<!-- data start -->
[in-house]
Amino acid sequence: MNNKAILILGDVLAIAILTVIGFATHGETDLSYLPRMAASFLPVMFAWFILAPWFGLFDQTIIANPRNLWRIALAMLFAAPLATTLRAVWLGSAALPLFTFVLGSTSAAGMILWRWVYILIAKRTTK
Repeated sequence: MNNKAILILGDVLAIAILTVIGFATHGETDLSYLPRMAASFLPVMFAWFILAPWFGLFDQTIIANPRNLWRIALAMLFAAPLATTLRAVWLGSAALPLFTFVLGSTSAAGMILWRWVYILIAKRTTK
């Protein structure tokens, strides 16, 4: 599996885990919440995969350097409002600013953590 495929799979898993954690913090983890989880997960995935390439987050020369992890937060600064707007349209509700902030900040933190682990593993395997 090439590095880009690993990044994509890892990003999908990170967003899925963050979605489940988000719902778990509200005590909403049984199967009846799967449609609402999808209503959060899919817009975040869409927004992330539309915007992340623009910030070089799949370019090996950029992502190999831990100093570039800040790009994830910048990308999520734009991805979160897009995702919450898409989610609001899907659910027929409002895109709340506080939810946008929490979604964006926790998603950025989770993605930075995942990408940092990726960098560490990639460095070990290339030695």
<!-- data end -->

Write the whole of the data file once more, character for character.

[in-house]
Amino acid sequence: MNNKAILILGDVLAIAILTVIGFATHGETDLSYLPRMAASFLPVMFAWFILAPWFGLFDQTIIANPRNLWRIALAMLFAAPLATTLRAVWLGSAALPLFTFVLGSTSAAGMILWRWVYILIAKRTTK
Repeated sequence: MNNKAILILGDVLAIAILTVIGFATHGETDLSYLPRMAASFLPVMFAWFILAPWFGLFDQTIIANPRNLWRIALAMLFAAPLATTLRAVWLGSAALPLFTFVLGSTSAAGMILWRWVYILIAKRTTK
């Protein structure tokens, strides 16, 4: 599996885990919440995969350097409002600013953590 495929799979898993954690913090983890989880997960995935390439987050020369992890937060600064707007349209509700902030900040933190682990593993395997 090439590095880009690993990044994509890892990003999908990170967003899925963050979605489940988000719902778990509200005590909403049984199967009846799967449609609402999808209503959060899919817009975040869409927004992330539309915007992340623009910030070089799949370019090996950029992502190999831990100093570039800040790009994830910048990308999520734009991805979160897009995702919450898409989610609001899907659910027929409002895109709340506080939810946008929490979604964006926790998603950025989770993605930075995942990408940092990726960098560490990639460095070990290339030695």